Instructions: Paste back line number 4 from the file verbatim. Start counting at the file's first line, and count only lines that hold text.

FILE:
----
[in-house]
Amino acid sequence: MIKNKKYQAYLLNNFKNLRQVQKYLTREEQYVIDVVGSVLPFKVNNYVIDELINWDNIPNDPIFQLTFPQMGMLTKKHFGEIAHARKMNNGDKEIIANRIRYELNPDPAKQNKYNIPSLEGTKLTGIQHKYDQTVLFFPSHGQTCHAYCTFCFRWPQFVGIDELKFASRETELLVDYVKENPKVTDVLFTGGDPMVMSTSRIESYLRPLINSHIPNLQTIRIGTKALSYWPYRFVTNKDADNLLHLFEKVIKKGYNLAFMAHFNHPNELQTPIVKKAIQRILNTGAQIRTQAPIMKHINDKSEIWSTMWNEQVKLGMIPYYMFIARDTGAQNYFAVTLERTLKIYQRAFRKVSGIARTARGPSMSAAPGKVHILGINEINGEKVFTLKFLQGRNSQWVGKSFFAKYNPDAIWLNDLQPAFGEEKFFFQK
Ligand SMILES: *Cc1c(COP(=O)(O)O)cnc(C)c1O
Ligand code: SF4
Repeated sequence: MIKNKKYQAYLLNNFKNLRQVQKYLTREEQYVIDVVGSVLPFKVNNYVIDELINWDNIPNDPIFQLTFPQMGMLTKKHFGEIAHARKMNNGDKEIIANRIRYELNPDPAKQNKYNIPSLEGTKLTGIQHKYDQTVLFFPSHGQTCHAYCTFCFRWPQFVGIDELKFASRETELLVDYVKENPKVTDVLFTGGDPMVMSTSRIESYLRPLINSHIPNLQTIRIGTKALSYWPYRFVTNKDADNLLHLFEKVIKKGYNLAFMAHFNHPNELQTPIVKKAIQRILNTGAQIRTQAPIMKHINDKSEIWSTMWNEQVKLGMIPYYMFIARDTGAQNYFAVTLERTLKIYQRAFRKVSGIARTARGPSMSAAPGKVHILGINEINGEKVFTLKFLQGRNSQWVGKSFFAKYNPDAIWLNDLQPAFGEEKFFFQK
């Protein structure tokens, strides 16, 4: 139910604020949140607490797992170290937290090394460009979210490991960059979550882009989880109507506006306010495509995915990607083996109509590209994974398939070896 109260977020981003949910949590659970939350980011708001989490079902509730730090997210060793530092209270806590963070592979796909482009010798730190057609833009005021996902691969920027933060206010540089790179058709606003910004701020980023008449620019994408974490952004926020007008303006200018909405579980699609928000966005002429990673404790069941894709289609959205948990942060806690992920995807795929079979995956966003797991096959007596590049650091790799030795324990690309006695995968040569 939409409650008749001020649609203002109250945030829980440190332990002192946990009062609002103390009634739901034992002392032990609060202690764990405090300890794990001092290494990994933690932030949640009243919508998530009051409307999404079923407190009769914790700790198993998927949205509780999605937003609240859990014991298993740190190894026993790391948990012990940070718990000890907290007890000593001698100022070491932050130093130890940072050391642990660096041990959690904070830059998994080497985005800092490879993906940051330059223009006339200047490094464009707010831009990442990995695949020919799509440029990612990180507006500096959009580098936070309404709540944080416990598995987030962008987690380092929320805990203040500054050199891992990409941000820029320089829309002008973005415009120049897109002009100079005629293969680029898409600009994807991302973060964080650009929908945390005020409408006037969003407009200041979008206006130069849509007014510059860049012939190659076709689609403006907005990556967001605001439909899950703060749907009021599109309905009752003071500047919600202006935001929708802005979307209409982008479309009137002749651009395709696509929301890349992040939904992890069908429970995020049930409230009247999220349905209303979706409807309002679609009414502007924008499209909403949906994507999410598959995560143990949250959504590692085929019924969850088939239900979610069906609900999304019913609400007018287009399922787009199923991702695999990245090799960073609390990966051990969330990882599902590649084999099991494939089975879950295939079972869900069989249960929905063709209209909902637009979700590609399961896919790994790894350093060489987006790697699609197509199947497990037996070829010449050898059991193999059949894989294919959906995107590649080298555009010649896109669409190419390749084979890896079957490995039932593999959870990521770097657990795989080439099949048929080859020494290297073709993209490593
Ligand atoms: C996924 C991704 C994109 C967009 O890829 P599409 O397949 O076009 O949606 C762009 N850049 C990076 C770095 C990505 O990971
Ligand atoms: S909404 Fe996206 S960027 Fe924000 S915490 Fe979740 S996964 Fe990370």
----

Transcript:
Ligand code: SF4